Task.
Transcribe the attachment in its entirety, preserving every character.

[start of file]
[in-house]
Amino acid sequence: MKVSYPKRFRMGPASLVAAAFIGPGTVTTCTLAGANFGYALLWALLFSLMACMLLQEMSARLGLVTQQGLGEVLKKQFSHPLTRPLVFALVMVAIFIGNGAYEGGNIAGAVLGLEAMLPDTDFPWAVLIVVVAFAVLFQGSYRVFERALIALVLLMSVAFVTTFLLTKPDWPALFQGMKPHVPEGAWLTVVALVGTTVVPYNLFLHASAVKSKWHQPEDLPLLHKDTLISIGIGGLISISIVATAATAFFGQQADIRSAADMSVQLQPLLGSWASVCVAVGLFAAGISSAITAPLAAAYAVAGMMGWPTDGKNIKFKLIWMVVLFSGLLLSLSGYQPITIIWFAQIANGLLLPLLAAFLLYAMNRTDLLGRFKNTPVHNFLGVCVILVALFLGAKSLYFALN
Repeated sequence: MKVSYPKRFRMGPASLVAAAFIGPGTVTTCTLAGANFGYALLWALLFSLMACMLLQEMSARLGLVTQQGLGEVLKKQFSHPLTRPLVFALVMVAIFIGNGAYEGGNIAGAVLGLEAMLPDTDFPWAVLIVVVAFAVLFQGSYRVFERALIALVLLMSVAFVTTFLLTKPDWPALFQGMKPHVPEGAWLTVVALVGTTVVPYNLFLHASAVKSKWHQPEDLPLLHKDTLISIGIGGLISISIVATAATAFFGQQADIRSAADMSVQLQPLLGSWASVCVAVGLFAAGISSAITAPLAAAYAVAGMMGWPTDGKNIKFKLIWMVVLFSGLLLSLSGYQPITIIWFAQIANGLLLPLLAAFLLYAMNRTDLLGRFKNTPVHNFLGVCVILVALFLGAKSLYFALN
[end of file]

[in-house]
Amino acid sequence: MKVSYPKRFRMGPASLVAAAFIGPGTVTTCTLAGANFGYALLWALLFSLMACMLLQEMSARLGLVTQQGLGEVLKKQFSHPLTRPLVFALVMVAIFIGNGAYEGGNIAGAVLGLEAMLPDTDFPWAVLIVVVAFAVLFQGSYRVFERALIALVLLMSVAFVTTFLLTKPDWPALFQGMKPHVPEGAWLTVVALVGTTVVPYNLFLHASAVKSKWHQPEDLPLLHKDTLISIGIGGLISISIVATAATAFFGQQADIRSAADMSVQLQPLLGSWASVCVAVGLFAAGISSAITAPLAAAYAVAGMMGWPTDGKNIKFKLIWMVVLFSGLLLSLSGYQPITIIWFAQIANGLLLPLLAAFLLYAMNRTDLLGRFKNTPVHNFLGVCVILVALFLGAKSLYFALN
Repeated sequence: MKVSYPKRFRMGPASLVAAAFIGPGTVTTCTLAGANFGYALLWALLFSLMACMLLQEMSARLGLVTQQGLGEVLKKQFSHPLTRPLVFALVMVAIFIGNGAYEGGNIAGAVLGLEAMLPDTDFPWAVLIVVVAFAVLFQGSYRVFERALIALVLLMSVAFVTTFLLTKPDWPALFQGMKPHVPEGAWLTVVALVGTTVVPYNLFLHASAVKSKWHQPEDLPLLHKDTLISIGIGGLISISIVATAATAFFGQQADIRSAADMSVQLQPLLGSWASVCVAVGLFAAGISSAITAPLAAAYAVAGMMGWPTDGKNIKFKLIWMVVLFSGLLLSLSGYQPITIIWFAQIANGLLLPLLAAFLLYAMNRTDLLGRFKNTPVHNFLGVCVILVALFLGAKSLYFALN